Bargell: Summit County’s Riley Beck allays the fears of going to high school
Ryan Summerlin May 20, 2014
Relax, you’ll be fine.”
— Advice on surviving transition, at any age.
This weekend parents from around the county will live Tevye’s anthem from “Fiddler on the Roof,” wondering, “Is this the little girl I carried? Is this the little boy at play? I don’t remember growing older. When did they?” Just thinking about how quickly kids transform during high school makes most parents just a wee bit verklempt, and there likely will be a tear or two shed as the diplomas are collected. The community wishes all the graduating seniors well on their respective journeys. The font of wisdom will no doubt run deep at graduation. Glean what you will from those that have gone before you, knowing that the future will be exactly what you choose to make of it.
Waiting in the wings is a younger group of kids, incoming freshmen equally excited and nervous about how their high school years will unfold. Our family has a student in the latter boat, and I find myself wondering what high school will bring, knowing all too well the commencement stage will be here before we can turnaround.
Almost exactly two years ago, facing similar jitters about middle school, I sought out advice from a couple of surviving eighth-graders. Recently I ran into one of the students, now well into his high school career, and enlisted him to again share his insight on the school transition. Riley Beck recalled his eighth-grade advice and ventured a guess that going to high school might seem even more intimidating than middle school. No kidding. He seemed certain, however, that it shouldn’t be. Riley polled a few eighth-graders “as to their fears” and provided the insight below to help quell them.
• Will the upperclassmen be nice to me? This will be the first time that you will have to truly mingle and spend time with the upperclassmen. Grades, and even sports, are pretty separate in middle school, but not so in high school. You will get to make new friends with people of all ages. You will work alongside upperclassmen on teams and in classes, both academic and electives. Most upperclassmen remember what it was like to be a freshman.
• Are the classes hard? And is there a lot of homework? You get to choose how hard they are. You can choose a very rigorous path or one that is not so much. Homework generally follows suit. You do need to study for tests. Your grades count right away, so take your studies seriously right away as each grade will contribute toward your grade point average.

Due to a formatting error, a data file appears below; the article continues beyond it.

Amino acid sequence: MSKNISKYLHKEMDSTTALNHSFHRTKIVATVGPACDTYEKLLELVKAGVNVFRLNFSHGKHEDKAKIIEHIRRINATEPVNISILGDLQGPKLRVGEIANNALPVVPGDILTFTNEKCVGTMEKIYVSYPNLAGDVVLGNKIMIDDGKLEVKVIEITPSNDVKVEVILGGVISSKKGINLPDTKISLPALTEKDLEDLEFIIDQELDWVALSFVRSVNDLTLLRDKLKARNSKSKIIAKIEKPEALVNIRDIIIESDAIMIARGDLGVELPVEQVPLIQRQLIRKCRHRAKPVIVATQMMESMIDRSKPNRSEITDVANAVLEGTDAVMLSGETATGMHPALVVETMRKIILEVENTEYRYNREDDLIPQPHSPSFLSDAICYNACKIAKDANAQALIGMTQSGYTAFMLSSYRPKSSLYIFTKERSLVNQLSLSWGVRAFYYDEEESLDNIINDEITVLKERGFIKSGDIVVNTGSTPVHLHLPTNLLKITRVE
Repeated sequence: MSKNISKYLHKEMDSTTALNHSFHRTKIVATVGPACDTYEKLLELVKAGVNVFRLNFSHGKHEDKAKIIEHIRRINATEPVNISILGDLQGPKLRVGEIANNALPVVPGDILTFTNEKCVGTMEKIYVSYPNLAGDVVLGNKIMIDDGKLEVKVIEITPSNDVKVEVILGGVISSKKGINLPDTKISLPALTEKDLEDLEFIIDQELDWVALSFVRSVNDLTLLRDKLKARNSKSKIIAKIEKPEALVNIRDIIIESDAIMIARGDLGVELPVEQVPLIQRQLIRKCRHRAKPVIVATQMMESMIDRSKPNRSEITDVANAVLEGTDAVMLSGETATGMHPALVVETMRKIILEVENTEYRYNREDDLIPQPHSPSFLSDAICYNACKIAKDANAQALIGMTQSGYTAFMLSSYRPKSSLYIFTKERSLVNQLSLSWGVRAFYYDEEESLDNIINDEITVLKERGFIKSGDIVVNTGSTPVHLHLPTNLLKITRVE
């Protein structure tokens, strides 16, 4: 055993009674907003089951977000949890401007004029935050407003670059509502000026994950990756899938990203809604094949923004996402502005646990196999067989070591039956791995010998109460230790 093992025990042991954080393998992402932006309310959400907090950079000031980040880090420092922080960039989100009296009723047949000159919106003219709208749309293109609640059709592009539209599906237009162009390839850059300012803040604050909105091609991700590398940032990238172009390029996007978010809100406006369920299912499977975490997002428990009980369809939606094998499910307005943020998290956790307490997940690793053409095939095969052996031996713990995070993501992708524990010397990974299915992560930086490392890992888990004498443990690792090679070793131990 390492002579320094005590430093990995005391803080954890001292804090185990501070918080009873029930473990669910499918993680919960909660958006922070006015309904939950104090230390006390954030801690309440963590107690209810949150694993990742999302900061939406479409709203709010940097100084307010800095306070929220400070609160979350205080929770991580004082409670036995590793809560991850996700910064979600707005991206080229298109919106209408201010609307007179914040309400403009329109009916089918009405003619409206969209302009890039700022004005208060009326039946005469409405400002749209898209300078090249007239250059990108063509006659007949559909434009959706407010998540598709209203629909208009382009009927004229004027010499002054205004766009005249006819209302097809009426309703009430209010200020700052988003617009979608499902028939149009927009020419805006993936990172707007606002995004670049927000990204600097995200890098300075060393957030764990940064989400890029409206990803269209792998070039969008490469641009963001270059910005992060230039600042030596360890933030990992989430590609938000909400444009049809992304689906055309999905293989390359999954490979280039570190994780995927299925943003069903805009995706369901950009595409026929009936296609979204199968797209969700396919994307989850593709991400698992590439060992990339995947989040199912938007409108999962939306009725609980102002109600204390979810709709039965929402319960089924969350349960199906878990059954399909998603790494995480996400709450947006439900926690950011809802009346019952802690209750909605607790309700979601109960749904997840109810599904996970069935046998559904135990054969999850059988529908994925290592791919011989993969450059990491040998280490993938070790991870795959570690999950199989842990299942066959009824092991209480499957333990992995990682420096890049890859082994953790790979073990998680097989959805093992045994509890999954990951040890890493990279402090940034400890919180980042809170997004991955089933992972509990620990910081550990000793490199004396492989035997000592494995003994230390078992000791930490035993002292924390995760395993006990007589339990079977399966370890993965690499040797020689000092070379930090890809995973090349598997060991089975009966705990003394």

• Will my friends stay the same? Maybe, maybe not. Pick your friends wisely. Hang out with friends that will help you accomplish your dreams and goals. Get involved in at least one extracurricular activity at the high school. That is a great way to make friends and spend time with people that share the same interests as you have.
• Is it hard to find my way around in the high school? As freshmen, you will get to go a day early and have the run of the school. Find your locker and all of your classes. Pay attention! No, it is not hard to find you way around. If you get lost you can always stop and ask someone (again, most of them remember what it was like to be a freshman).
• Really, what about the food at the high school? There are a lot of choices. Personally, I’d pick the pizza and the cookies! There are fruit smoothies on Fridays. There are two sessions for lunch. Find out which friends have the same lunch that you have and look for them in the cafeteria.
• What are some of the extracurricular activities? Homecoming Week is fun, with special events each day. Airband, a sort of comical talent show, is on Friday night after the football game, and then the dance is the next night. The Dodgeball Tournament in the spring is my favorite. Be sure and get your team together and sign up.
• Any final advice for us eighth-graders? Everything counts, grades, behavior, leadership activities. Everything is going toward building your resume for your post-secondary education, whether it be college or vocational school.
It seems parents are not the only ones to realize this time is short. Riley concluded, “The time goes by very quickly so make the most of each year. We have all survived and you will, too. The staff is terrific and you will have a lot more freedom in high school than you had in middle school. Relax, you will be fine!” Thanks Riley, I’m sure the kids will be fine. I plan to work on it, too.
Cindy Bargell is an attorney and mom who lives near Silverthorne with her husband and two daughters, one soon to enter Summit High.
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